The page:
• Speaking of friendly wagers, although Cubs left fielder Todd Hollandsworth was a high school standout in Washington state, he's now a Cub who has married into a deep orange Illini allegiance. Not only is Marci Hollandsworth the sister of Matt Herges, but she's from Champaign, where the Herges family has been running one of the most beloved sports bars just off the University of Illinois campus for three generations. Monday was quite a day at the Tumble Inn, starting with Todd's game, followed almost immediately by the NCAA championship with the Illini taking on North Carolina. That matchup led to a spirited wager between Hollandsworth and Derrek Lee, the Cubs' towering first baseman who in 1993 turned down an invitation to play baseball and basketball at Chapel Hill after the Padres drafted him in the first round. Lee, who is 6 foot 5, would have been on a team with Rasheed Wallace and Jerry Stackhouse, but turned his back on basketball and never looked back. Although Lee occasionally ponders what might have been, his only regret is that he didn't save the invitation letter from Dean Smith. Although Lee rarely plays hoops, he does work out with the Kings' trainer during the offseason in Sacramento, and this winter, just to see if he could still do it, he dunked -- though he admitted it was a two-handed stuff. He not only won his bet with Hollandsworth on Monday night, but the Heels won their first national title since an 18-year-old Lee decided not to play for the team.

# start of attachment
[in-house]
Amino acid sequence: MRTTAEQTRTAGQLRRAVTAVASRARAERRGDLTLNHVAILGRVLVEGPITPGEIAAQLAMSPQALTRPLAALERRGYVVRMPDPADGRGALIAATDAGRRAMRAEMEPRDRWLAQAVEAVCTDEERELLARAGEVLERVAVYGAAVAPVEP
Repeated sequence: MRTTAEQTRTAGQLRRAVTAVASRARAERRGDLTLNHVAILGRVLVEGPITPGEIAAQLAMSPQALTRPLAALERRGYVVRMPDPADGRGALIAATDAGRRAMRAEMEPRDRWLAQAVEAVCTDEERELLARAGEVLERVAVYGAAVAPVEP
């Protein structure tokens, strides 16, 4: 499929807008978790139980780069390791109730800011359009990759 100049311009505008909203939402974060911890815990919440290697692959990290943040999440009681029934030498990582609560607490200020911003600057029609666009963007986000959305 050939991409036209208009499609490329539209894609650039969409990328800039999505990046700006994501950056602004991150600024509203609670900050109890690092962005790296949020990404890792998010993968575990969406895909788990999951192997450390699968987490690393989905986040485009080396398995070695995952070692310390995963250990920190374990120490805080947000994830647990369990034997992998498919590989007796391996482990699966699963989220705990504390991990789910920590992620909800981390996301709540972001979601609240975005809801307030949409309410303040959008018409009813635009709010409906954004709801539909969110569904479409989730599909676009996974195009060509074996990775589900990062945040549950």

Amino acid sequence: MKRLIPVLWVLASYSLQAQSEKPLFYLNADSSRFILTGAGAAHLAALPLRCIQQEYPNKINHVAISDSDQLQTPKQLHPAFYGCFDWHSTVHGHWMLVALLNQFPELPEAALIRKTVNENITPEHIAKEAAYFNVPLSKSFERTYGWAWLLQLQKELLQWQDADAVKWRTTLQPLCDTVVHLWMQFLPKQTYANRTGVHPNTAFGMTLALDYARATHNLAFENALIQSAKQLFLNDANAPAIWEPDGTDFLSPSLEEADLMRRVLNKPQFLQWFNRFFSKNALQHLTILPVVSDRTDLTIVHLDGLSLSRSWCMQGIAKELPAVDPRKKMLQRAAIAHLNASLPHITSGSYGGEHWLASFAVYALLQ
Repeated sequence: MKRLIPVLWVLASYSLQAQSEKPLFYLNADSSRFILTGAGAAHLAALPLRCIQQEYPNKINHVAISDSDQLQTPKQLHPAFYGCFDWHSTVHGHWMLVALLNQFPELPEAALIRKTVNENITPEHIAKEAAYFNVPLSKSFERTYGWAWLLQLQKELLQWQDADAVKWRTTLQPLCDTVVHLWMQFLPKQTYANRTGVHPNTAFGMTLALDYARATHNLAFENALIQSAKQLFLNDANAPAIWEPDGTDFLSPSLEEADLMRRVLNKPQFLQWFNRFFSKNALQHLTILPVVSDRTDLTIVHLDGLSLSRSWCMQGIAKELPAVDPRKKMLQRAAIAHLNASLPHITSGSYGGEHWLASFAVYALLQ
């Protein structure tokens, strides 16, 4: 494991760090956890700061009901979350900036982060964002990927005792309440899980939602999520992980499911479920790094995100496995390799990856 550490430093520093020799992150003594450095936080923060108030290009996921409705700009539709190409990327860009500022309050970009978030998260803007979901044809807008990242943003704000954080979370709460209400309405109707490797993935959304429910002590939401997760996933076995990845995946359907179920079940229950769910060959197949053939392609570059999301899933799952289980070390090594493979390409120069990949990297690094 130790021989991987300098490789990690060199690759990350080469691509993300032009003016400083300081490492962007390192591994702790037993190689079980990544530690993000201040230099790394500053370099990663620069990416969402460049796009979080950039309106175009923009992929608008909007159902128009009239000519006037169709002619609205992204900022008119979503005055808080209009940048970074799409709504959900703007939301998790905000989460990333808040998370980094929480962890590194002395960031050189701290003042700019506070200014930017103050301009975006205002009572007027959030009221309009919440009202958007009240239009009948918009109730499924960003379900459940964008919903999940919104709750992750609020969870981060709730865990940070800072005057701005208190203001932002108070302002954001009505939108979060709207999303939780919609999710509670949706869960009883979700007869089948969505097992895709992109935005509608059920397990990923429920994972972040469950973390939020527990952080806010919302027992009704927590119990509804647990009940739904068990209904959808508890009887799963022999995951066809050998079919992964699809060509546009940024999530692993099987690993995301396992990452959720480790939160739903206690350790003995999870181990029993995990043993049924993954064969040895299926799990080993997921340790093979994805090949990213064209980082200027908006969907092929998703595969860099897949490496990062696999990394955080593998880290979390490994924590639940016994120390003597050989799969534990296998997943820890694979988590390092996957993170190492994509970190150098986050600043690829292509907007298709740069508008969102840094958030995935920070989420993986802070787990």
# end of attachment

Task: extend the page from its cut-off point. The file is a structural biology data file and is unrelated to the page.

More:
• For a couple of Cubs, this past October was bittersweet, and not just because of the club's collapse in the final week. Walker and Nomar Garciaparra both watched their former team win it all. Walker followed it a bit too closely in his guest role as an ESPN analyst. This created conflicting emotions: the pleasure of seeing so many close friends take the title but also the undeniable pain of thinking of what might have been after he nearly rejoined the Red Sox before signing with the Cubs last season.
By contrast, Garciaparra says he never watches a postseason he's not in, but since he had been with the Red Sox his entire career, including the first half of last season, he did follow some of their historic comeback and eventual curse-breaking championship. The only other World Series he acknowledges watching was in 2000 because his roommate from their days at Georgia Tech, Jay Payton, was in the Subway Series for the Mets. When I asked Nomar at what point after the trade or this spring he finally felt like a "Cub" or whether he even did at all, he said: "Not really. That's not for me to decide. That's up to the fans. It's their team; they decide when you're one of them or not."